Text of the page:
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French TV station’s systems severely damaged in cyber attack

News Analysis
Apr 09, 20153 mins

The French TV station TV5Monde suffered a major cyber-attack on the evening of the 8th of April resulting in all of its eleven channels being taken off air for three hours. At 10:00 p.m. Paris time the eleven channels for TV5Monde, which reach over 260 million people worldwide, went blank. At the same time the station’s Facebook page was hijacked and its website defaced.

The TV channel’s Network Director General, a Mr. Yves Bigot, said “We are no longer able to broadcast any of our channels. Our websites and social media sites are no longer under our control and are all displaying claims of responsibility by Islamic State. “

Mr Bigot highlighted that the station lost control of its TV station, website, and its social media channels and that they were “severely damaged” due to an “unprecedented attack”.

The attackers claimed to belong to ISIS and posted personal information, such as CVs and identify cards, of the relatives of French soldiers serving in the coalition fighting against ISIS. There were also threats made against those French troops.

Some of the messages read “Soldiers of France, stay away from the Islamic State! You have the chance to save your families, take advantage of it,” and “The CyberCaliphate continues its cyberjihad against the enemies of Islamic State,”

In a reference to the terrorist attacks against the French satirist magazine Charlie Hebdo earlier this year a message on the station’s Facebook page criticising France’s involvement in the fight against ISIS saying “That’s why the French received the gifts of Charlie Hebdo and Hyper Cacher in January,”

The station’s regained control of their channels by 1:00 a.m. but Mr. Bigot stated that it could take hours if not days to resume normal broadcasts. TV5Monde regained control of their social media accounts by 2:00 a.m. but the station’s website was still offline 14 hours (13:00 9th April)) after the attack displaying the message “Nous sommes actuellement en maintenance. Merci pour votre patience.”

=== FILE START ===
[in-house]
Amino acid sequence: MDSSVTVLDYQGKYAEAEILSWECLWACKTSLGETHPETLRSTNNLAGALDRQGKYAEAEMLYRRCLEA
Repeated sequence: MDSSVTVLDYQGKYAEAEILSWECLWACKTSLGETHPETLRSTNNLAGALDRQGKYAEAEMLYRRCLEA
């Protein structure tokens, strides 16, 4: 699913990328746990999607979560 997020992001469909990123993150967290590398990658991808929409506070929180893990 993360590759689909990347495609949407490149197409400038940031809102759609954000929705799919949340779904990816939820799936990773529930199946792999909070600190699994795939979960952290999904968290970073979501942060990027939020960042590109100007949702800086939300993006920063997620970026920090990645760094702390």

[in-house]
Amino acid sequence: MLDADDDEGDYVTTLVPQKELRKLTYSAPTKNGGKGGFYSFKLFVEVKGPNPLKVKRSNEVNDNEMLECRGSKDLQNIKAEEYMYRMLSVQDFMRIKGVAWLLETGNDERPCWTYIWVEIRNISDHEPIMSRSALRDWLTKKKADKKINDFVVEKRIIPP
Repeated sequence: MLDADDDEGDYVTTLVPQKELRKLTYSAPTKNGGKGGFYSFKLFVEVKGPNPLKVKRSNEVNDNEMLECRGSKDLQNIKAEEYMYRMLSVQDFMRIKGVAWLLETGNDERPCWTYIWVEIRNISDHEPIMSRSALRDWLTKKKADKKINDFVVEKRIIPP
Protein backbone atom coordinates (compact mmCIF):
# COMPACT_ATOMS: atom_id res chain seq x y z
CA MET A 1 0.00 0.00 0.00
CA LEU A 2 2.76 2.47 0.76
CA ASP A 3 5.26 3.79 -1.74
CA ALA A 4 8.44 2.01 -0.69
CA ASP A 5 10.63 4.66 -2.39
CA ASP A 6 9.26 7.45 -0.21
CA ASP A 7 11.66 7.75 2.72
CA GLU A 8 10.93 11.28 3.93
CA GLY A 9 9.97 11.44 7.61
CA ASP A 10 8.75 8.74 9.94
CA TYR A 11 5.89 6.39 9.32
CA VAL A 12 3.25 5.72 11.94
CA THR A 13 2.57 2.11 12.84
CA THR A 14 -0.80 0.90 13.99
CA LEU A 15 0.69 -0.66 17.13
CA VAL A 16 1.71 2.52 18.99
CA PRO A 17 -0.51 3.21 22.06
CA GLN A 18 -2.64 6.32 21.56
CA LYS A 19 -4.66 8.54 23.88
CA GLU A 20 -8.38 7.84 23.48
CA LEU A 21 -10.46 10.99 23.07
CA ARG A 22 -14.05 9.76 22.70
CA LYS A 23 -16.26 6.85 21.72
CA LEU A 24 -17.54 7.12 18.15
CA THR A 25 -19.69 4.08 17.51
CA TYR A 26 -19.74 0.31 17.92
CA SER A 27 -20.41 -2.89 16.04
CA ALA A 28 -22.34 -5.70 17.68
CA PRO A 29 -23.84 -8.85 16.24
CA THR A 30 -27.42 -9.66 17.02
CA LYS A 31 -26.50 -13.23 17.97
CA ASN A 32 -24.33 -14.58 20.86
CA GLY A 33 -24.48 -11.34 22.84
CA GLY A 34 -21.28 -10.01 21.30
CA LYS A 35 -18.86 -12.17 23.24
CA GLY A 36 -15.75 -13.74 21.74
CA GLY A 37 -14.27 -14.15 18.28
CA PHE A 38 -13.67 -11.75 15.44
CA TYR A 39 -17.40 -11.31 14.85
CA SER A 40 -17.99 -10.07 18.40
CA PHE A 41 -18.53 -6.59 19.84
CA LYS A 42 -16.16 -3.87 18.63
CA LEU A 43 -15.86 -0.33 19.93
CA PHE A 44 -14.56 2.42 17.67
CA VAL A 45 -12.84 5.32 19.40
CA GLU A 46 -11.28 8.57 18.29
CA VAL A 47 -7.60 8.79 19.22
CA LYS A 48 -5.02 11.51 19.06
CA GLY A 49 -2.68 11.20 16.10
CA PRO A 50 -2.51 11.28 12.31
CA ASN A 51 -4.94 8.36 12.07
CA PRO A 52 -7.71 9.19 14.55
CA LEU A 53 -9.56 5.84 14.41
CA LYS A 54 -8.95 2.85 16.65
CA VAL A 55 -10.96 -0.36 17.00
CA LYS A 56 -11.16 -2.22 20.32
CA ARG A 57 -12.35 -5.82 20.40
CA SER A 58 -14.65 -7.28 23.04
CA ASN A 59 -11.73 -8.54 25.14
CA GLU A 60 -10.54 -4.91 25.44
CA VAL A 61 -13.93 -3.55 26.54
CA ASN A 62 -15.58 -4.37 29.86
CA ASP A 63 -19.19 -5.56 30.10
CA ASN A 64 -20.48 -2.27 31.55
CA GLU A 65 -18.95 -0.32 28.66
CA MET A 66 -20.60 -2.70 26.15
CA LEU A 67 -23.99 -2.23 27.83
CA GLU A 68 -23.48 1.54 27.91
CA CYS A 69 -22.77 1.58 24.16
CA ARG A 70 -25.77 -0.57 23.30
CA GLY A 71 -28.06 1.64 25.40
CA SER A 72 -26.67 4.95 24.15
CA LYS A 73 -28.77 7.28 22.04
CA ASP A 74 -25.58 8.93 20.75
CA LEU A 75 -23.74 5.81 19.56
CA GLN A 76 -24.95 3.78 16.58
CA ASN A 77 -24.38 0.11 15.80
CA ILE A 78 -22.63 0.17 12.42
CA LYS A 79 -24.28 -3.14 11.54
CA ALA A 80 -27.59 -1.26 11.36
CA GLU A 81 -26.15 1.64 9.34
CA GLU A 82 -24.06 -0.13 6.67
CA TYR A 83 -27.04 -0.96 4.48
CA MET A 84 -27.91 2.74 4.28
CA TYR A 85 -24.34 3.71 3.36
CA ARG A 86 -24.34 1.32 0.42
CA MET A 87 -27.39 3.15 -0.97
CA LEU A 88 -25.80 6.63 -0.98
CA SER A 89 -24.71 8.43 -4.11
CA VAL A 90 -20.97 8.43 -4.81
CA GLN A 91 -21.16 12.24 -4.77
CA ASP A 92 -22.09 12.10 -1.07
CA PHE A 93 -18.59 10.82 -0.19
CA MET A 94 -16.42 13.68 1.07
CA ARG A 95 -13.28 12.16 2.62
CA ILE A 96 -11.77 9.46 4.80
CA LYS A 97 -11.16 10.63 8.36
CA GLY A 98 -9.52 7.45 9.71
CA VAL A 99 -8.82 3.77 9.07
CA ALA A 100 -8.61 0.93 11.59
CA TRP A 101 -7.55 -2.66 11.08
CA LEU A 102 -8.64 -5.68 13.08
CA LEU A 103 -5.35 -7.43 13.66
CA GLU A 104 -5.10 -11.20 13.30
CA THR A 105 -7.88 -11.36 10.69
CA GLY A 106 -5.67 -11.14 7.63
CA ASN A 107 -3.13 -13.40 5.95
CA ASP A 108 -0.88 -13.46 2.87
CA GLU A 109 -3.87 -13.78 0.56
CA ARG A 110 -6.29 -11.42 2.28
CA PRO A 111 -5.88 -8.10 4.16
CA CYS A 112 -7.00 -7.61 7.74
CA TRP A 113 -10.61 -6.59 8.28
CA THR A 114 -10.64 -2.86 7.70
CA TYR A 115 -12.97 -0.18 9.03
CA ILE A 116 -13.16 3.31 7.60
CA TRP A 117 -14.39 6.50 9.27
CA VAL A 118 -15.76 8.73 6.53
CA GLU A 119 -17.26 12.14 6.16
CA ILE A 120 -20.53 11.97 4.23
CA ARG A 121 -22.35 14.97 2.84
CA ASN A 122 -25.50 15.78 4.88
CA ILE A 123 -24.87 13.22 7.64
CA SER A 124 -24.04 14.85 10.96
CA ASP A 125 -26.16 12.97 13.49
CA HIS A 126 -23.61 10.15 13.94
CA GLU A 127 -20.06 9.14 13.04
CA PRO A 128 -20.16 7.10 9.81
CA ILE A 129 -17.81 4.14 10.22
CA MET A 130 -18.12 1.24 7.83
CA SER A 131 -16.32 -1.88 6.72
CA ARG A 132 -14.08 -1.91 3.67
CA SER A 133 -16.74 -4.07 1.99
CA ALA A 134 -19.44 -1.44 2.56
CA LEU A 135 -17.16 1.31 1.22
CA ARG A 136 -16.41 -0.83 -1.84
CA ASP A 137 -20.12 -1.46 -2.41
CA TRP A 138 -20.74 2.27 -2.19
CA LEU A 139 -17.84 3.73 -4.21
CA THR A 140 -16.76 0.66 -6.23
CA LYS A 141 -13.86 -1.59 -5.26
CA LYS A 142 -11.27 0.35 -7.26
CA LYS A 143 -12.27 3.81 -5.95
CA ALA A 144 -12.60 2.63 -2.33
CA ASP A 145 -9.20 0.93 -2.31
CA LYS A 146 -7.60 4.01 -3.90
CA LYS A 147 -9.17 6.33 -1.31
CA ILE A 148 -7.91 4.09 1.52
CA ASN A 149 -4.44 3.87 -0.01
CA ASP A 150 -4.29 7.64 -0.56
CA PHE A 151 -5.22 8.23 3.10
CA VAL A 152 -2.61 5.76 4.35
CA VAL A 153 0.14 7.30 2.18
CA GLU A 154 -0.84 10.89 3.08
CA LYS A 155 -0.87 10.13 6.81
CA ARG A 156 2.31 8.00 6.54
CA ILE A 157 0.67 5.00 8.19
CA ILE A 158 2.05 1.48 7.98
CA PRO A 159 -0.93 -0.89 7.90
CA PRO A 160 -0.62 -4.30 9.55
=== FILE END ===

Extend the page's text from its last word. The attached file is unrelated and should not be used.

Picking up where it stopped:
This is not the first time pro-ISIS hackers have taken over prominent websites to promote their messages of support for ISIS. In January of this year the official Twitter account for the U.S. Central Command (CENTCOM) was compromised, in March NBC news reported that the FBI was investigating the hijacking of numerous western websites by pro-ISIS supporters, and just two days ago the FBI issued an advisory stating that pro-ISIS sympathisers were exploiting WordPress plugins to hijack websites.

In that advisory the FBI states the attacks are not targeted and that “the perpetrators are not members of the ISIL terrorist organization”. The advisory goes on to say

“These individuals are hackers using relatively unsophisticated methods to exploit technical vulnerabilities and are utilizing the ISIL name to gain more notoriety than the underlying attack would have otherwise garnered”

As of yet there are no details as to how the attackers managed to gain access to TV5Monde’s Facebook page, website, and most importantly their TV broadcasting network. To gain such level of access either indicates the attackers were more sophisticated than those the FBI warned about in their advisory or that TV5Monde’s were not as secure as they had thought. With last year’s attack against Sony Picture Entertainment it appears that media companies are well and truly in the cross-hairs of on-line attackers

brian honan

Brian Honan is an independent security consultant based in Dublin, Ireland, and is also the founder and head of IRISSCERT, Ireland's first CERT. He is a Special Advisor on Internet Security to Europol's Cybercrime Centre (EC3), and an adjunct lecturer on Information Security in University College Dublin. He is the author of the book "ISO 27001 in a Windows Environment" and co-author of "The CSA Guide to Cloud Computing" and "The Cloud Security Rules". He is a regular speaker at major industry conferences. In 2013 Brian was awarded SC Magazine Information Security Person of the year for his contribution to the computer security industry"

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